Kettle Moraine Superintendent Patricia DeKlotz had to repeat herself to get me understand, “There is no recipe.” Again, “There is no recipe or one way of doing personalized learning.” Yet I was sure there must be more similarities between the different personalized schools we had visited than I was able to point to. Eventually, as I went through my notes, I eventually did come to the conclusion that there really wasn’t one model. What Kettle Moraine personalized schools share is a very strong set of core beliefs, a highly similar culture, and a few very clear structures.

I’m still in the process of understanding the core structures at Kettle Moraine (there really is only so much you can learn in a one-day site visit). I’ve been able to identify a few described below: (more…)

A Big District Strategy for Implementing Competency-Based Education

January 17, 2018 by

Commitment counts. It seems to make a difference when school boards and district/school leadership make a commitment to the vision of a more equitable education system where all students are successfully prepared for their next step (i.e., advancing based on mastery) before they begin the process of piloting or implementation.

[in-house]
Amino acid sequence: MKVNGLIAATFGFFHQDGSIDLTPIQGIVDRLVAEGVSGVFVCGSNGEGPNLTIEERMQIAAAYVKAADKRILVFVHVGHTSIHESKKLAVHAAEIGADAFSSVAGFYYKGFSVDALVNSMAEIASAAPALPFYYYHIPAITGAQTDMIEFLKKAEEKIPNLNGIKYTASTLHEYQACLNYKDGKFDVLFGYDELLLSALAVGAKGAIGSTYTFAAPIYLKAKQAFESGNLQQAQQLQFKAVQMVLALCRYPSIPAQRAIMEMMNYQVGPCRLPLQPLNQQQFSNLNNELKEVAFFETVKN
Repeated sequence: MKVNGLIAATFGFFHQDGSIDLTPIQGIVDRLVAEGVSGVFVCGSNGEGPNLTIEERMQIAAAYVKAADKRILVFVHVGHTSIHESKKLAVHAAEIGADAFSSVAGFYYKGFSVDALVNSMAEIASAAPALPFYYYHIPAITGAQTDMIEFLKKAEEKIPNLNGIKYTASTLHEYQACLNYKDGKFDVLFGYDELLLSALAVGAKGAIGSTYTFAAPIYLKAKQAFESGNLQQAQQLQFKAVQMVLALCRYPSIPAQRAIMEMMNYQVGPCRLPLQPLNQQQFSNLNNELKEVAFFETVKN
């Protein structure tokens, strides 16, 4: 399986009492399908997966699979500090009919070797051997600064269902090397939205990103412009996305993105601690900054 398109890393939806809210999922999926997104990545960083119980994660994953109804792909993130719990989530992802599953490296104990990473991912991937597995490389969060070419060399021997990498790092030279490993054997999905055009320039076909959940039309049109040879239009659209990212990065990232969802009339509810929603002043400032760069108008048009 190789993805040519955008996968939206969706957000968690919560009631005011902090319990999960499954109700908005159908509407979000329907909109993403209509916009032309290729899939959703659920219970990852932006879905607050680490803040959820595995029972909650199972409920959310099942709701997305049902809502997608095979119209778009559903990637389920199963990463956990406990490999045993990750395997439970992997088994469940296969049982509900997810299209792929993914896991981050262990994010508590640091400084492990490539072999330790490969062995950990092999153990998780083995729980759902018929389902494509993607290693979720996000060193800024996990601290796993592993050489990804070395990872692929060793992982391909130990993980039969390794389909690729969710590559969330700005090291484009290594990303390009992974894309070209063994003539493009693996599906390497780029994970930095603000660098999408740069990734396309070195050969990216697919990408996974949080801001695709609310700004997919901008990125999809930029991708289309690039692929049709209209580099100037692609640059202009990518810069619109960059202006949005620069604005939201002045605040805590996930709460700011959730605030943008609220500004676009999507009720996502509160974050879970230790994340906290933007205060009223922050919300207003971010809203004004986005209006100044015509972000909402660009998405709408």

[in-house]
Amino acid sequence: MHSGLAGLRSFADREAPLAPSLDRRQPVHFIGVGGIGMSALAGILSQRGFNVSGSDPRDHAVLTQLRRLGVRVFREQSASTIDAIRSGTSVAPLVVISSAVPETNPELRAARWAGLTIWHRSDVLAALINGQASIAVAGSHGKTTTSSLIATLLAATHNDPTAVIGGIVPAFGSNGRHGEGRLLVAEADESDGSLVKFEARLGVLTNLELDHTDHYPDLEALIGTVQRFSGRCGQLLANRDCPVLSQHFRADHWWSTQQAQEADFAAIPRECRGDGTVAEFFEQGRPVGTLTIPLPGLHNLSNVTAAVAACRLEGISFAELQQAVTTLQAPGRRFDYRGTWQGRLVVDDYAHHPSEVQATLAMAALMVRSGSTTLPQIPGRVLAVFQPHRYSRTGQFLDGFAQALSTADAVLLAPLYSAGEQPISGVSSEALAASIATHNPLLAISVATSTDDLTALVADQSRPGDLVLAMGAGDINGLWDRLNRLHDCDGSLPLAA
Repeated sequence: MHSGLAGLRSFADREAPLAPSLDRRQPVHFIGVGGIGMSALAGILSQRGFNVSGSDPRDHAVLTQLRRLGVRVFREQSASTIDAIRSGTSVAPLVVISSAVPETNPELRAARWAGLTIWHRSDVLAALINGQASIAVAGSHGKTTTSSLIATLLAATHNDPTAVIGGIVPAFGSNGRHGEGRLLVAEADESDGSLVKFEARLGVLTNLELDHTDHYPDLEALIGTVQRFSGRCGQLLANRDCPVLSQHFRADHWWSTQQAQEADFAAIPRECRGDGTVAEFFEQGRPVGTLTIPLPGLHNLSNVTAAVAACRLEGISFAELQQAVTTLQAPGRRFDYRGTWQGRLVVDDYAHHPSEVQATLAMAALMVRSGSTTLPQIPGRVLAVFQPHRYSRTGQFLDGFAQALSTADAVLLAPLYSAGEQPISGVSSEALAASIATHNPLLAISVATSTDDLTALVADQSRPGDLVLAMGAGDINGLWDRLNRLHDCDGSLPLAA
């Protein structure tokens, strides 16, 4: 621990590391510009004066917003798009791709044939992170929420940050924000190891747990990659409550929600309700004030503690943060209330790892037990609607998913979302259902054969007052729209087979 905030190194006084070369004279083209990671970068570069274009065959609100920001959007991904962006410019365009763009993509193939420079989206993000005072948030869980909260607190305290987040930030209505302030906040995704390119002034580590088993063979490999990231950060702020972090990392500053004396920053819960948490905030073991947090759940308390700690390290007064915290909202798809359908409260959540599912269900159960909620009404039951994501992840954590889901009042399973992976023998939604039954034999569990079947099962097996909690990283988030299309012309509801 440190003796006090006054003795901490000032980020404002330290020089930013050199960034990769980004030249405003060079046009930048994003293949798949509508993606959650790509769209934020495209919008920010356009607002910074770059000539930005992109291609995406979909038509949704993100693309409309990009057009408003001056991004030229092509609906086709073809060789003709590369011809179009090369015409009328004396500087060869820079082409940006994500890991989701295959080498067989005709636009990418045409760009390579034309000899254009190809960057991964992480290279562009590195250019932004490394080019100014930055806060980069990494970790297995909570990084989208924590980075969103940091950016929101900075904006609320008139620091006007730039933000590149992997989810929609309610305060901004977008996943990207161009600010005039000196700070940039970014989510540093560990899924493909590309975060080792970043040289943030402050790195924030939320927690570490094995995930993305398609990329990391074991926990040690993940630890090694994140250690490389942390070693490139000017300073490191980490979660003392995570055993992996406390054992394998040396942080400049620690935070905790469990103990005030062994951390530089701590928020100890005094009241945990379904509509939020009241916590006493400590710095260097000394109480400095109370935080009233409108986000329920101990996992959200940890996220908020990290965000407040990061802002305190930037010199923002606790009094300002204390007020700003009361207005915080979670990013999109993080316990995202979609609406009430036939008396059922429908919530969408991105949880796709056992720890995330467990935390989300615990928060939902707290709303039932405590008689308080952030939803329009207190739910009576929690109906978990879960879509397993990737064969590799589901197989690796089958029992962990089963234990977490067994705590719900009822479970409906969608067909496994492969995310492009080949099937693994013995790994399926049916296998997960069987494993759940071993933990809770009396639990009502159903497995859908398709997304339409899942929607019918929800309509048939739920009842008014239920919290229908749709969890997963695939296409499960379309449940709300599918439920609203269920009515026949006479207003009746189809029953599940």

However, that’s not always going to be possible especially for larger districts. It is much more difficult to engage the broader community and build the consensus needed for the commitment in larger communities. There are just too many people to bring together into one room or around one table. Furthermore, we don’t believe that competency-based education can be effectively implemented as a top-down, memo-driven approach. It requires building trust and engaging in dialogue for everyone to clarify values, understand how the traditional system reproduces inequity and low achievement, and understand the implications of research in the day to day operations of schools. (more…)